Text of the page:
The conference calls are part of a roadmap developed by the Securities Industry and Financial Markets Association to help buyers and sellers of government securities deal with disruptions to the normal functioning of markets due to computer failures, natural disasters, terrorism — or political battles over the nation’s finances .
SIFMA’s planning attempts to bring certainty to a high-stakes situation shrouded in unknowns. As the nation races toward debt default, no one knows exactly when the government will run out of money, what it will do when it does, or how investors will react.
What is known is bad enough.
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The nation’s leaders are gambling with a single financial instrument that global markets use as a yardstick against which all other assets are measured. Investors see Treasuries as the next best thing to cash in on. They use them as a safe place to park excess funds, as well as a ready source of collateral for Federal Reserve loans and sophisticated financial transactions with other institutions.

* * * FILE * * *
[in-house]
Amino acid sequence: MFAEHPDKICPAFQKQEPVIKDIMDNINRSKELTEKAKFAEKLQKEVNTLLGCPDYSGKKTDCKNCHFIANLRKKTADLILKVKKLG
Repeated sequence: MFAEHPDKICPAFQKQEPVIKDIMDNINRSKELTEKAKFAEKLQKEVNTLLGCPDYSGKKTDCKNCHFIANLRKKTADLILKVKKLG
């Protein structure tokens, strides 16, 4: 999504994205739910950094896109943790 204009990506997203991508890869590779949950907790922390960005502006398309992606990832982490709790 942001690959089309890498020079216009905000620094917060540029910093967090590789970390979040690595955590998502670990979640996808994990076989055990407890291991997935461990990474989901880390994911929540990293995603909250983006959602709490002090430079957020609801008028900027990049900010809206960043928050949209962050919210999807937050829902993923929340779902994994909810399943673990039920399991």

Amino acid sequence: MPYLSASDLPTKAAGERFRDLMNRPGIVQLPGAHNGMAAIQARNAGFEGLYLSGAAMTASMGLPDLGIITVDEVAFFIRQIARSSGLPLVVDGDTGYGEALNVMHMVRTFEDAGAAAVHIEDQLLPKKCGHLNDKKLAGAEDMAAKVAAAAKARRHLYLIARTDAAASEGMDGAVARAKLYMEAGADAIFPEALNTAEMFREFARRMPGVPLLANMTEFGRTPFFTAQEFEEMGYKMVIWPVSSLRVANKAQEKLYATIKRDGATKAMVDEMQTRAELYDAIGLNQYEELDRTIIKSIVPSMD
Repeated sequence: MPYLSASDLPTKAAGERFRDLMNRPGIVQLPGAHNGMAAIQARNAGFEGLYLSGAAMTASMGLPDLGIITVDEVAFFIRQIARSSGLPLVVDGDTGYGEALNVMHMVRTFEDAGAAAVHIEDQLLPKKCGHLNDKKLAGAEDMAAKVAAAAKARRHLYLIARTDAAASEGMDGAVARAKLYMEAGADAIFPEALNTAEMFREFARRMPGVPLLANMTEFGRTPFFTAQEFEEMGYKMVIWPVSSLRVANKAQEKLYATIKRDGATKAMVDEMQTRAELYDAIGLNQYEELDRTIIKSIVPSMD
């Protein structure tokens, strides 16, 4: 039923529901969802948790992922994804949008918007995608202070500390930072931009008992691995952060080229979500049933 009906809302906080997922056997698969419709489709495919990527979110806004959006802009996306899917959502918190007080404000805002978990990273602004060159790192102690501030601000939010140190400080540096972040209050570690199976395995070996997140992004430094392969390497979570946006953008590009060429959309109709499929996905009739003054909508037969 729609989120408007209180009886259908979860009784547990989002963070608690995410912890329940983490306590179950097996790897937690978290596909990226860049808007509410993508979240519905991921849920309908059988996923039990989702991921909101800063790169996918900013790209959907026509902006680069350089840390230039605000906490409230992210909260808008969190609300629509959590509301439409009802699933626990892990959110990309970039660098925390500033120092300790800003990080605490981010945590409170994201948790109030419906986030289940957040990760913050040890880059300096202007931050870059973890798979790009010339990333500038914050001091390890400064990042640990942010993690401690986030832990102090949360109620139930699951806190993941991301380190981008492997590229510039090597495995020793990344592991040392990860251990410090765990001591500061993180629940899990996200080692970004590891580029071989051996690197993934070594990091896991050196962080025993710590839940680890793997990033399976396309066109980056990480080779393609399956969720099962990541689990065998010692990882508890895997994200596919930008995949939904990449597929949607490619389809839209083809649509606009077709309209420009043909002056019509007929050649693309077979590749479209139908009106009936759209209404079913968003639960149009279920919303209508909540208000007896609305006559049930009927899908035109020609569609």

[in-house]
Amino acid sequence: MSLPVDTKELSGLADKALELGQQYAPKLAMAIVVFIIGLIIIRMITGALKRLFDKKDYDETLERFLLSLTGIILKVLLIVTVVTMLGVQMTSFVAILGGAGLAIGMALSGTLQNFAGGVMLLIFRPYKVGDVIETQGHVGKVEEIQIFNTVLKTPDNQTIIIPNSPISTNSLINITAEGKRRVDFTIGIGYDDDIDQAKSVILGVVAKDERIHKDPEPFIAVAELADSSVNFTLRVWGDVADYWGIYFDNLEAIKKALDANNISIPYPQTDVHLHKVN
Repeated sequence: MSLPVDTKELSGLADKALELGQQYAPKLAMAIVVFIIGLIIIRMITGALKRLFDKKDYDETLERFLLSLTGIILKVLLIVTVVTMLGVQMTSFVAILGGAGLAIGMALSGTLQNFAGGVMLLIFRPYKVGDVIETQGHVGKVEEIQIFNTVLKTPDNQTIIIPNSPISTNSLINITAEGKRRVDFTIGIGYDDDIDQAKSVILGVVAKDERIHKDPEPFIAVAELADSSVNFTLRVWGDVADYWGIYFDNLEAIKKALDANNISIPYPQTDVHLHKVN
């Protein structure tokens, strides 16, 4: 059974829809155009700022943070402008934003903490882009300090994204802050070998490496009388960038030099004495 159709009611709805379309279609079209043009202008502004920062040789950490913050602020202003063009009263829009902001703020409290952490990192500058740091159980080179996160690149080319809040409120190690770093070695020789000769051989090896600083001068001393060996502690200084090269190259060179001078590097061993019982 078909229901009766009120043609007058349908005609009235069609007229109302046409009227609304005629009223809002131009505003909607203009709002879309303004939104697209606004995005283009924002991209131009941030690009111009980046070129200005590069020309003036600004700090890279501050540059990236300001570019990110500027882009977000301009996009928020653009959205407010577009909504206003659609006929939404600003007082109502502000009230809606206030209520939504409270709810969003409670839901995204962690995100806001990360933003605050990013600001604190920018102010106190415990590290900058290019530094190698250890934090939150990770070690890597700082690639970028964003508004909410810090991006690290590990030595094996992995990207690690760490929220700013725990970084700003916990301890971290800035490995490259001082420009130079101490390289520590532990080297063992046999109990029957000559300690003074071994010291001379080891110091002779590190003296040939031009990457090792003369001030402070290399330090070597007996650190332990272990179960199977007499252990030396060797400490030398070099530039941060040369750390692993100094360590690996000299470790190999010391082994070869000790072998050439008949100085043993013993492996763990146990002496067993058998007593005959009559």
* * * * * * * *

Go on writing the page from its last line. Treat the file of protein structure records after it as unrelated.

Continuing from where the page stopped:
A default would destroy the $24 trillion Treasury market, spreading doubt and higher borrowing costs through critical financial channels, including those businesses rely on for short-term financing. Economists warn that even a “technical default” lasting a few days would be enough to cause the stock market to slide and possibly lead the economy into recession.
“Treasury provides the basis for the entire financial system. There are so many things tied to them,” said David Vandivier, a former Treasury Department official who is now executive director of Georgetown University’s Psaros Center for Financial Markets and Policy. “If you don’t have a yardstick anymore, it’s really hard to tell what’s going to happen. We just know it’s going to be bad.”